Florida’s Senate Banking and Insurance Committee has put finishing touches on Senate Bill 1488 that would bring numerous changes to the industry, including, a cap on any rate increase next year by Citizens Property Insurance Corp.; all insurance companies would have to use a standardized territory map to determine premiums; and policyholders could choose higher hurricane deductibles.
In addition, the bill, sponsored by Sen. Rudy Garcia, R-Hialeah, would require insurers to give customers a checklist so they know what’s in their policies and would remove the ability for insurance companies to appeal rejected rate increases to an arbitration panel.
Garcia, chairman of the Senate Banking and Insurance Committee, postponed a vote on the bill last week so he could have more time to work on the legislation. The biggest change: limiting any Citizens rate increases next year to 5 percent of a policyholder’s premium, a move Garcia said he made because he says there isn’t sufficient information for Citizens to justify its current rates.
“I didn’t want to use a cap in this proposal,” Garcia told the South Florida Sun-Sentinel. “But that’s what we need for the moment until I have more questions answered.”
Citizens spokesman Justin Glover declined to comment on the rate cap because company officials had not yet been able to examine the provision.
The Senate Banking and Insurance Committee OK’d SB 1488 with a single no vote from Sen. J.D. Alexander, R-Lake Wales.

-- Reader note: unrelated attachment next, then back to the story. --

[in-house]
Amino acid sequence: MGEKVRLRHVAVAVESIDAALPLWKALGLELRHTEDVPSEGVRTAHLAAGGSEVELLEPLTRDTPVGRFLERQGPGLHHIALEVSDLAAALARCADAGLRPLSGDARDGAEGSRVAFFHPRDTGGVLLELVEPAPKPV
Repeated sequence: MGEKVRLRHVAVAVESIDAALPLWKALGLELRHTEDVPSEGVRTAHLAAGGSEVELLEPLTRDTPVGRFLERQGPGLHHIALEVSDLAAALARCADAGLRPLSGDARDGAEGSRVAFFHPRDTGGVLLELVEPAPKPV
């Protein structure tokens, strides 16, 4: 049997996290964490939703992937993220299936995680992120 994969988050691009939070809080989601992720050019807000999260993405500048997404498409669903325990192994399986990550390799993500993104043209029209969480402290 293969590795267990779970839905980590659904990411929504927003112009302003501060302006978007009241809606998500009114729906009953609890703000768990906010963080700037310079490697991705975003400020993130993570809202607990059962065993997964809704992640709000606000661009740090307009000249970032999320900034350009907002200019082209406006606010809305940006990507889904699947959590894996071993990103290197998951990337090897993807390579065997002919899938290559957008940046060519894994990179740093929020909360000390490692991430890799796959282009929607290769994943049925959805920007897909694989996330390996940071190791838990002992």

And one South Florida senator vowed to change a part of the bill that addresses the state’s “valued policy law,” which requires insurance companies to pay the full amount of an insurance policy if the property is deemed a total loss.
The problem is figuring out who pays if a home is damaged by both storm surge and wind, losses covered by two separate insurance policies. Some legislators fear homeowners might find themselves on the hook for a massive repair bill if each insurer says it covers only part of the total cost to rebuild.
Sen. Walter “Skip” Campbell, D-Fort Lauderdale, told the Sun-Sentinel he thinks homeowners in such a situation should get what they think they paid for: the full value of their insurance policies, up to the cost of replacing their properties.
“It’s a fairness issue,” Campbell said.
Insurance companies see a fairness issue, too: not having to pay more than they think they owe, said Mark Delegal, a lobbyist for State Farm, Florida’s largest insurer.
If forced to, Delegal said, companies would end up having to raise rates. “That’s contrary to the best interest of Floridians,” he said.
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